The Rosery Folkñêà÷àòü êíèãó áåñïëàòíî
“That was business and no mistake,” said the other guard; “wasn’t it?”
“Ay, and he meant business too,” continued the first speaker, “for the gent began to bluster, and say, ‘How dare you!’ and ‘I’ll give you in charge;’ and then he calls for a policeman; and then ‘Tak’ howd o’ my sister,’ says the big fellow.”
“Ay, that was it,” said the ticket-collector. “‘Tak’ howd,’ just like a Yorkshireman.”
“George there catches the girl, as was half-fainting; and as there was getting quite a crowd now, the bluff fellow tightens his grip, brings Mr Gent down on his knees, and gives him such a thrashing with a stout ash-stick as would have half killed him, if we hadn’t interfered; and Thompson come up and outs with his book. ‘Here,’ he says, just like one of the regular force; ‘I’ll take the charge.’”
“When,” said the second guard, “up jumps my gentleman, and made the cleanest run for it, dodging through the crowd, and out through the ticket-office, you ever saw.”
“Ay,” said the ticket-collector; “and he run round so as to get to the waterside, and over Charing Cross Bridge.”
“And did Thompson take up the countryman?”
“No,” said the guard. “He gave his name out straightforward – William Cressy, Rayford, Berks. ‘I’m there when I’m wanted,’ he says. ‘This here’s my sister as that chap was stealing away, and I’ve thrashed him, and I’ll do it again if ever we meets.’”
“And then the crowd gave a cheer,” said the ticket-collector.
“And Thompson put his book in his pocket,” said the second guard.
“And the countryman walked the girl off to a cab, put her in, jumped in himself, and the crowd cheered again; and that’s about all.”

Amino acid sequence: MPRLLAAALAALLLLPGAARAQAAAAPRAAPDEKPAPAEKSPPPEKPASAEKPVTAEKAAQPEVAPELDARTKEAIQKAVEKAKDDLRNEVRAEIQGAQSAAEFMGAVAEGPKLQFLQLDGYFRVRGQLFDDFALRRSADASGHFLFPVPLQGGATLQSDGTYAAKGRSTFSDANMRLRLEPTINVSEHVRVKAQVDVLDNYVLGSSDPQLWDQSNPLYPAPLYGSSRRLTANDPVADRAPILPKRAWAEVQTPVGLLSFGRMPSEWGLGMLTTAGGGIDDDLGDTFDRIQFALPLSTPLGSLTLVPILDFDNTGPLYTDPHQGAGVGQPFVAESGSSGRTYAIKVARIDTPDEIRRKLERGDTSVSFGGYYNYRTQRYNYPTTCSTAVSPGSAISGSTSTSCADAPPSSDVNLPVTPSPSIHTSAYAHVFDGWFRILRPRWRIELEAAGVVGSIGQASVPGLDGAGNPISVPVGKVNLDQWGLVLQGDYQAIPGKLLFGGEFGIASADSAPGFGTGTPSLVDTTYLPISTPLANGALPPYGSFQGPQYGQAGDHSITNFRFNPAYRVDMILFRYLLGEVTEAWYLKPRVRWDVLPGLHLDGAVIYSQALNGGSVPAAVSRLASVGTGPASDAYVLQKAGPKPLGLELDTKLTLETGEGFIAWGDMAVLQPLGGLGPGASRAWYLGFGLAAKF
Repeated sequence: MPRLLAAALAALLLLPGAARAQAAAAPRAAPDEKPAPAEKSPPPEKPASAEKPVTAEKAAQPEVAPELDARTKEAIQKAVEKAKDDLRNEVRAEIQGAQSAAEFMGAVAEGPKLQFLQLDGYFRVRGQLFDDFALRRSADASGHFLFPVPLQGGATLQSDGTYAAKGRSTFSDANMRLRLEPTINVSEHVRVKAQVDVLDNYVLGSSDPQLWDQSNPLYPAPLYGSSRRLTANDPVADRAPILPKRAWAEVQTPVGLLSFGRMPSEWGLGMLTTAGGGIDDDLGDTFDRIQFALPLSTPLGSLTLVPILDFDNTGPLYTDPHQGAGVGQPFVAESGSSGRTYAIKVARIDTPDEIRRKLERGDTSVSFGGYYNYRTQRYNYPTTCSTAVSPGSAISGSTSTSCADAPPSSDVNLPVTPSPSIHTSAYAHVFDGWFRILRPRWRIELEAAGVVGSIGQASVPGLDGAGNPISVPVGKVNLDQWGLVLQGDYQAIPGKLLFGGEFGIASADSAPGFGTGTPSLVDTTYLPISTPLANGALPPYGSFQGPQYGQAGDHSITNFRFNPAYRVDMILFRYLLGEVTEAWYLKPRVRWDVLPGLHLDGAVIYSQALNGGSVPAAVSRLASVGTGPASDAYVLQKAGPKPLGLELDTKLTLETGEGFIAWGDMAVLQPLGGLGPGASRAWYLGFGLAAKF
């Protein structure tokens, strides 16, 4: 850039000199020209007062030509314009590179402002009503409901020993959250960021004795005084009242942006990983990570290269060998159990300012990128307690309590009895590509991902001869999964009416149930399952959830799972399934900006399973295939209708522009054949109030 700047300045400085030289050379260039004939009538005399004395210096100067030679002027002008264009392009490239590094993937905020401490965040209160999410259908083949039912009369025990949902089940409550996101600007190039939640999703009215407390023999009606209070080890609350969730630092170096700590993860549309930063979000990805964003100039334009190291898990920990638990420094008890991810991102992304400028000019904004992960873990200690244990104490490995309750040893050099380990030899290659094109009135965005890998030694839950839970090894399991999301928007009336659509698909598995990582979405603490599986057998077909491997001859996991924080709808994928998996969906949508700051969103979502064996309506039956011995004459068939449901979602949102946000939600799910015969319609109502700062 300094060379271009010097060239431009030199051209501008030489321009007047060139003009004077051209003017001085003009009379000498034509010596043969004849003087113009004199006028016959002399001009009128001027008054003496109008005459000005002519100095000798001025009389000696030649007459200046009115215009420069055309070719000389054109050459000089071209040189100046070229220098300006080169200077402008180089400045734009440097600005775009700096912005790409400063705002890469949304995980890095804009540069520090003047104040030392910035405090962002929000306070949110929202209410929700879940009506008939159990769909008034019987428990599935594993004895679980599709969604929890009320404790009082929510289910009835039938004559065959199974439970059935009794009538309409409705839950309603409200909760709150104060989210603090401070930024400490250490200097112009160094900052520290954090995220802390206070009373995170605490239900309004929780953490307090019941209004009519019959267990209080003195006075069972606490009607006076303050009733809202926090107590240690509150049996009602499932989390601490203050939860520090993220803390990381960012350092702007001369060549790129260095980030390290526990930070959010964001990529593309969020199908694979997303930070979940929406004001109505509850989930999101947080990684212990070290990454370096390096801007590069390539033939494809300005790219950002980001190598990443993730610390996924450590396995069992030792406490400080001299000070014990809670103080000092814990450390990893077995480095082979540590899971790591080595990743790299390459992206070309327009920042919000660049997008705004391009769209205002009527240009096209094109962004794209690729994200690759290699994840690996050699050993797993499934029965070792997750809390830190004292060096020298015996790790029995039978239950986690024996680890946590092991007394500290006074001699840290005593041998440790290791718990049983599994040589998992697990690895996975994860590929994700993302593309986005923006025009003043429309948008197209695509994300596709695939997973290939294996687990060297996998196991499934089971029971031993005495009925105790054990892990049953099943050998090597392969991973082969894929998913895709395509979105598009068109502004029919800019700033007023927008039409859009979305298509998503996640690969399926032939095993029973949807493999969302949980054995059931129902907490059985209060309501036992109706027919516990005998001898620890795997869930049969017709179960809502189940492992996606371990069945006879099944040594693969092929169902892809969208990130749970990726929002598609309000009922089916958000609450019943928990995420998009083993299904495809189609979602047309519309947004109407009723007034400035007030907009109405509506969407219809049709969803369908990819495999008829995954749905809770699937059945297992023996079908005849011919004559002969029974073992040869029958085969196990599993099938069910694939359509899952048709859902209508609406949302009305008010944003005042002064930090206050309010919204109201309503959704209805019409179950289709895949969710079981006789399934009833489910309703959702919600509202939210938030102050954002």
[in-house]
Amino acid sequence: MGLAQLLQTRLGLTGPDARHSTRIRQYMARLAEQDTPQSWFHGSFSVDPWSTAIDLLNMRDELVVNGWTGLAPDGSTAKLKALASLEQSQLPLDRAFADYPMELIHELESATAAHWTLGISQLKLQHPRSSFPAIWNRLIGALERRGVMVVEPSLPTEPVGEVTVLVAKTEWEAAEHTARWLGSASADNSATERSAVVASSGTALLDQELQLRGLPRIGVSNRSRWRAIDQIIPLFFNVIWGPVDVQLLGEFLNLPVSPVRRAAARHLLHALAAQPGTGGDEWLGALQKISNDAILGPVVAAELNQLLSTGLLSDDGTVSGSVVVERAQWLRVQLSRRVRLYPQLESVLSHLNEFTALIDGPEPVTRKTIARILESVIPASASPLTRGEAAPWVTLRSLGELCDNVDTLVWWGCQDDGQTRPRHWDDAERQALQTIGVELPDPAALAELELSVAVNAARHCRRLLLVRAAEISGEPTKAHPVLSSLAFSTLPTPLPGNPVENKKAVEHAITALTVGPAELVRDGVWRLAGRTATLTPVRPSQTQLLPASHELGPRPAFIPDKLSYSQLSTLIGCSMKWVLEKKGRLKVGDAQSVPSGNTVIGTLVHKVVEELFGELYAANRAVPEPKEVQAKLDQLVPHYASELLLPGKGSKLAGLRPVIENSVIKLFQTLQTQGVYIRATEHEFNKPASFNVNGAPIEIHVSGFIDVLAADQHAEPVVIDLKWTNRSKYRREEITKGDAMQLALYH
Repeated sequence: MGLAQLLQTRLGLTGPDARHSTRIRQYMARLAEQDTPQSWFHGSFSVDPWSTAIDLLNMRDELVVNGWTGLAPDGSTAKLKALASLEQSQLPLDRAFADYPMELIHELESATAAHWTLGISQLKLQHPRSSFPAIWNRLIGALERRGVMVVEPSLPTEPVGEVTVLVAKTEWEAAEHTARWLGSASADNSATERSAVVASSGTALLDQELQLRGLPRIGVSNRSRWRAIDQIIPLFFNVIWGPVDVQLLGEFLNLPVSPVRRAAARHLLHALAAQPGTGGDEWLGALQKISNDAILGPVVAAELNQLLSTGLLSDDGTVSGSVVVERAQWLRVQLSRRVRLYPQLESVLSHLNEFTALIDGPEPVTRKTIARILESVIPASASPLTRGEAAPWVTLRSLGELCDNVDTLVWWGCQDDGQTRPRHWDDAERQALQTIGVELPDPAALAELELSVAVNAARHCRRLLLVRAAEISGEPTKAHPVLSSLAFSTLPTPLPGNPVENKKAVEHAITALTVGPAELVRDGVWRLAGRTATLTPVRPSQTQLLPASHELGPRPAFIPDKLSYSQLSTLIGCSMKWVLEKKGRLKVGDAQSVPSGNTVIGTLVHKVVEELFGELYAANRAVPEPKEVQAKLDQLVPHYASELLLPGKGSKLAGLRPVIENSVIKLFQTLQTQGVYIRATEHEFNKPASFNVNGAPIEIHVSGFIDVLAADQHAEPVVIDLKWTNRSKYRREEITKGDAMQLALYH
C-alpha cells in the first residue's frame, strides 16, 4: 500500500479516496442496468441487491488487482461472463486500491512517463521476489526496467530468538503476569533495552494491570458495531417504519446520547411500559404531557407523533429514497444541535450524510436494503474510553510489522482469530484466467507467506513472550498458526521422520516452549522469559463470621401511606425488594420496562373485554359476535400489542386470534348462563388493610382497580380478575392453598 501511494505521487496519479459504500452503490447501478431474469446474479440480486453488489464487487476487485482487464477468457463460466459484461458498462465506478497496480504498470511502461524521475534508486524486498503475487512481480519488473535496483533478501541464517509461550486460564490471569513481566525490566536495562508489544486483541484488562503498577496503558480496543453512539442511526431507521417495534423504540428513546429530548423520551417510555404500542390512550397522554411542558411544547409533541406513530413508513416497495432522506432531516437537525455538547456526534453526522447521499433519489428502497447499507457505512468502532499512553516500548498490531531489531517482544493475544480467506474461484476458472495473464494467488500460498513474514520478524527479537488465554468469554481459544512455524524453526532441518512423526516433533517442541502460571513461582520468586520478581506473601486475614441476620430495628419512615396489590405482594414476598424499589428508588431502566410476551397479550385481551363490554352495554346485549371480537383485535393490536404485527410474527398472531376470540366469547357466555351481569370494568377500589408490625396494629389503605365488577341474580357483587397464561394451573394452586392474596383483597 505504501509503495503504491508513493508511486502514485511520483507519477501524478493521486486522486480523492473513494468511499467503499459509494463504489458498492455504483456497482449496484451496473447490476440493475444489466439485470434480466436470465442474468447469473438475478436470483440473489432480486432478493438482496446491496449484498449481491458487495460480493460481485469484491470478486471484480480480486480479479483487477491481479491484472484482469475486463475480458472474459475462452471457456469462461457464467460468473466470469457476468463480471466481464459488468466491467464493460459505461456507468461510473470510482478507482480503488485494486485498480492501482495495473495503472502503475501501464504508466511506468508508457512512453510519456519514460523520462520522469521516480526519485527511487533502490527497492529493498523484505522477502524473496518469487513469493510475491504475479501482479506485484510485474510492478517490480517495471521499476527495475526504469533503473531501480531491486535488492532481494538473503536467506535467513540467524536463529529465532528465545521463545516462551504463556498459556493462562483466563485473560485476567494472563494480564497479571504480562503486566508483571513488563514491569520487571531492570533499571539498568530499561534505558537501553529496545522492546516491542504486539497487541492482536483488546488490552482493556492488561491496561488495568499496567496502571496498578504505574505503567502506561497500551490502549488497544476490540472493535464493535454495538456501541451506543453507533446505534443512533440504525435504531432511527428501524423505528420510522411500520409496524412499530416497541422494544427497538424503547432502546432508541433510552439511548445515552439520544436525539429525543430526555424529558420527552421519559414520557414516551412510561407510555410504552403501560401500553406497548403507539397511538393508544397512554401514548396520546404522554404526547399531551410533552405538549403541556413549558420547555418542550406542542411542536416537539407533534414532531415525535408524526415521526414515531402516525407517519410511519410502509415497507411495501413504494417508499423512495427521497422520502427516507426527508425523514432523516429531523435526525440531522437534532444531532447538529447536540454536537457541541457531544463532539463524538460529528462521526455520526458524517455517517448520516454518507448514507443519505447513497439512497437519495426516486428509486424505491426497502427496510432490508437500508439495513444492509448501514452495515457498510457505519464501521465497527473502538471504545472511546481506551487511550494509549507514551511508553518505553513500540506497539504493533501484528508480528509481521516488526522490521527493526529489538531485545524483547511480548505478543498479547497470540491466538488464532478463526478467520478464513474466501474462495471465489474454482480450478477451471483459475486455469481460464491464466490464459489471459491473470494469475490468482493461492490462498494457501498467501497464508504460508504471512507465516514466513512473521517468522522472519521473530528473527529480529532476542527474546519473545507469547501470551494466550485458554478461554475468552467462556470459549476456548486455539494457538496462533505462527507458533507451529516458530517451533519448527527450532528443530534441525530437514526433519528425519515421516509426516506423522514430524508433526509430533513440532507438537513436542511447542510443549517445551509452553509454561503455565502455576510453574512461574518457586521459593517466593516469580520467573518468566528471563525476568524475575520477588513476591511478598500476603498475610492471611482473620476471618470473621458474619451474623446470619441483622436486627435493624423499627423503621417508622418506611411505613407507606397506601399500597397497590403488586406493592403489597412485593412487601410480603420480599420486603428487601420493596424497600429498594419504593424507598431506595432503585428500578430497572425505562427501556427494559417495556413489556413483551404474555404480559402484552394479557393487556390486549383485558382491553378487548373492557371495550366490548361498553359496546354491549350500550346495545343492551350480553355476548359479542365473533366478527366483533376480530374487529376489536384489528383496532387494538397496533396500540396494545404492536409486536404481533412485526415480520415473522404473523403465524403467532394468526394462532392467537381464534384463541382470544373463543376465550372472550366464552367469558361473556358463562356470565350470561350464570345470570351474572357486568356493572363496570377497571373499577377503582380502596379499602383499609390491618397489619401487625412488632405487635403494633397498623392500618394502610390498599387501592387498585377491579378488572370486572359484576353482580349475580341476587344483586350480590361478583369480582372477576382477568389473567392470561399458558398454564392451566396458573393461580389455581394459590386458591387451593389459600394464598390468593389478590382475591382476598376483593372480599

“And I’d have given him a cheer too, if I’d been there,” said the clerk, flushing. “Why, if a fellow as calls himself a gentleman was to treat my sister like that, I’d half-kill him, law or no law.”
“And serve him right too,” was chorused.
Then the business of catching parcels began again; the indignant clerk continued his entering; a little more conversation went on in a desultory manner, and the guards and ticket-collector off duty walked home.
The station was disturbed by no more extraordinary incident that night. Trains went and trains came, till at last there was only one more for the neighbourhood of Scarlett’s home.
Doctor Scales was standing on the platform thinking, and in that confused state of mind that comes upon nearly every one who is in search of a person in the great wilderness of London, and has not the most remote idea of what would be the next best step to take. He was asking himself whether there was anything else that he could do. He had been to the police, given all the information that he could, and the telegraph had been set in motion. Then he had been told that nothing more could be done – that he must wait; and he was waiting, and thinking whether he ought to telegraph again to Scarlett; to take the last train due in a few minutes, and go down again; or stay in town, and see what the morrow brought forth.
“I’ll stay,” he said at last; and he turned to go, feeling weary and in that disgusted frame of mind that comes over a man who has been working hard mentally and bodily for days, and who then finds himself low-spirited and thoroughly vexed with everything he has done.
It is a mental disease that only one thing will cure, and that is sleep. It was to find this rest that the doctor had turned, and was about to seek his chambers, when he came suddenly upon the object of his search – Fanny Cressy – closely veiled and hanging heavily upon the great arm of her stalwart brother.
“You here, Cressy?” cried the doctor excitedly.
“Yes, sir,” said the farmer fiercely. “Hev you got to say anything again it?”
“No, man, no! But you – you have found your sister.”
“I hev, sir,” said Cressy, more fiercely still. “Hev you got anything to say again that – or her?” he added slowly.
“No, no; only I say, thank heaven!” cried the doctor fervently. “I came up to try and overtake her.”